Mining Indaba 2018: “South Africa remains critical investment destination”

Indaba SamRichards Bay Minerals is a Rio Tinto project in South Africa. (Image Source: Rio Tinto)South Africa’s Mineral Resources Minister, Mosenbenzi Joseph Zwane opened Mining Indaba 2018 on 5 February, asserting that the country “remained a critical investment destination”

Thousands of delegates, representing 2,100 companies, are gathering this week for what is expected to be the biggest Mining Indaba to date to take advantage of huge investment opportunities across the continent.

Opening the show yesterday (5 February), minister Zwane urged investors to work with the government to turn policy directives into “mutually beneficial programmes” with no mention of the third version of the Mining Charter.

Instead he spoke about prices for most metals increasing year on year in 2017, including zinc by about 40 per cent, copper and iron ore by 20 per cent and how the recovery was expected to continue in the short to medium term, supporting commodity prices and demand.

He said, “We can therefore confidently assert that the spring in mining is indeed blossoming into a summer.”

Growth in the mining sector grew at 8.2 per cent and 6.6 per cent in the second and third quarters of 2017, and 5.2 per cent year on year. The mining industry was responsible for no less than 20 per cent of the growth in this period, with the greatest contributors to this growth being metals, such as copper, iron ore and PGMs.

As host of more than 80 per cent of global reserves, Minister Zwane said South Africa had taken a competitive sustainable and transformed mining industry lead in research and development for downstream beneficiation of PGMs, principally through the Hydrogen South Africa (HySA) flagship project, which is focused on developing downstream beneficiation of platinum through its use in hydrogen powered fuel cells.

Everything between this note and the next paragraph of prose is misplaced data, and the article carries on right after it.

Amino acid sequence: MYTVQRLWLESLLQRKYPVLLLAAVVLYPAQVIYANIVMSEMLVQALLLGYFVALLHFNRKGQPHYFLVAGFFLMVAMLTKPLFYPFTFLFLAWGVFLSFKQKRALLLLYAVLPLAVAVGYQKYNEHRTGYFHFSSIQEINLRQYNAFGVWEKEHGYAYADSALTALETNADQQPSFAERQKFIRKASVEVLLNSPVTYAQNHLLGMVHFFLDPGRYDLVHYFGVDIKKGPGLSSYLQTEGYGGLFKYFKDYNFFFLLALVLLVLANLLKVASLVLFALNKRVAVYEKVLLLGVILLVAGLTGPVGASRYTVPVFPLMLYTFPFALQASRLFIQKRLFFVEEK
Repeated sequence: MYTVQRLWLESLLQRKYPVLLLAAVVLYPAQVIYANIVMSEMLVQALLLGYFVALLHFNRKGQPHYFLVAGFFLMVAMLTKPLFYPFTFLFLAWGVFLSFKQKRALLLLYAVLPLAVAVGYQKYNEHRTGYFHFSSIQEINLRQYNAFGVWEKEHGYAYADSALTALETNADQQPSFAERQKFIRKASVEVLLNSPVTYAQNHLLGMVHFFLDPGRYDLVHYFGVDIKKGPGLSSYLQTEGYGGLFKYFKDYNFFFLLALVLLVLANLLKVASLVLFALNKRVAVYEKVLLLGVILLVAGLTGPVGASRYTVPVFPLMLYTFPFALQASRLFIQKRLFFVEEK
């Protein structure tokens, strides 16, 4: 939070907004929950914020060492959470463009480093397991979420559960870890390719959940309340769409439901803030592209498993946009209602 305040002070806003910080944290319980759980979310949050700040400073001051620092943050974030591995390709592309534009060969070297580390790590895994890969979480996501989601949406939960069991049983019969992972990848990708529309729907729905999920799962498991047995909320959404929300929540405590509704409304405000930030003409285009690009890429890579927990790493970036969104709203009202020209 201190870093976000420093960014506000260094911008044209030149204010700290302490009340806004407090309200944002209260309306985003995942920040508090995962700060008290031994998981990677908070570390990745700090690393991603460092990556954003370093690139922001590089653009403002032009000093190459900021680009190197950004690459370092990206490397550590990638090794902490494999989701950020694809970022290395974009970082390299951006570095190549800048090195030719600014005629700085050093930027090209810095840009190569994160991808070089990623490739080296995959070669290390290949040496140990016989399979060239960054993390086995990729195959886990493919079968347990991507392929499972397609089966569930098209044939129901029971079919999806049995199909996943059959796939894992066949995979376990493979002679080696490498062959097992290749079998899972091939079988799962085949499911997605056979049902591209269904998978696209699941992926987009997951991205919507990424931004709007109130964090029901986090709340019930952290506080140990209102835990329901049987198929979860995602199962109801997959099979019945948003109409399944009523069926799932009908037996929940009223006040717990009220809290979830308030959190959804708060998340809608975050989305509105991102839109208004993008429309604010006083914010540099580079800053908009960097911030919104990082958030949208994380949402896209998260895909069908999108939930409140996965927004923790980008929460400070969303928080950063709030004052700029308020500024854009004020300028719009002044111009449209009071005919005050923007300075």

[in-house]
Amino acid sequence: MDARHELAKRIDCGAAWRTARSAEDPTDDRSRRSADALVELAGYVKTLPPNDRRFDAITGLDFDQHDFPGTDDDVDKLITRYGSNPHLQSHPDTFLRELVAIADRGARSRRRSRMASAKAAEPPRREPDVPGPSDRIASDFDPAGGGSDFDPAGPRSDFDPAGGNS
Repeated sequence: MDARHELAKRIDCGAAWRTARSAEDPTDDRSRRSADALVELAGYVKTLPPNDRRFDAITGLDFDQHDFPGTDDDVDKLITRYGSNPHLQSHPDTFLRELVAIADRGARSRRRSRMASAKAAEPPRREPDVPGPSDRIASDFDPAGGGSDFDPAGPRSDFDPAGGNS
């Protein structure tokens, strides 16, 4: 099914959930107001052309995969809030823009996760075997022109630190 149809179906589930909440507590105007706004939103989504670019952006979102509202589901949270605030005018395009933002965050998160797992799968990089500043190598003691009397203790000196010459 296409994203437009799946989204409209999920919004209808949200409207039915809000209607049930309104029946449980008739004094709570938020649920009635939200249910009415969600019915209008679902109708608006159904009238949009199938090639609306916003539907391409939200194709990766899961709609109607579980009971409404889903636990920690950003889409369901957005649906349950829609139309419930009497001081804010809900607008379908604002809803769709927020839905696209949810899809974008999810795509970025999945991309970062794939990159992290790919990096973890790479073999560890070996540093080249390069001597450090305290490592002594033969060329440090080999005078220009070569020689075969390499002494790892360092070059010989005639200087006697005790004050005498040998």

“We stand ready to partner with investors in this and other priority value chains including titanium, iron ore and jewellery,” he asserted.

“We have over US$18.18bn worth of investments in the project pipeline, which includes PGMs, industrial minerals, energy and non-ferrous metals, demonstrating that South Africa remains a critical investment destination. We have bountiful reserves of platinum, ferrous and nonferrous metals, all crucial for industrialisation.”

He did admit exploration activities and expansion projects had, however, been constrained by “balance sheet conservatism” adopted as a defensive measure against the significant decreases in prices and demand between 2011 and 2015.

“This lag between increase in prices, and increase in exploration activities and increases in supply, is not new to the mining business cycle, but it does represent a massive opportunity cost,” he said but adding, “We thus wish to congratulate all investors and miners who had the foresight and fortitude to continue exploration and development programmes and who are poised to be the biggest winners in this upswing.”

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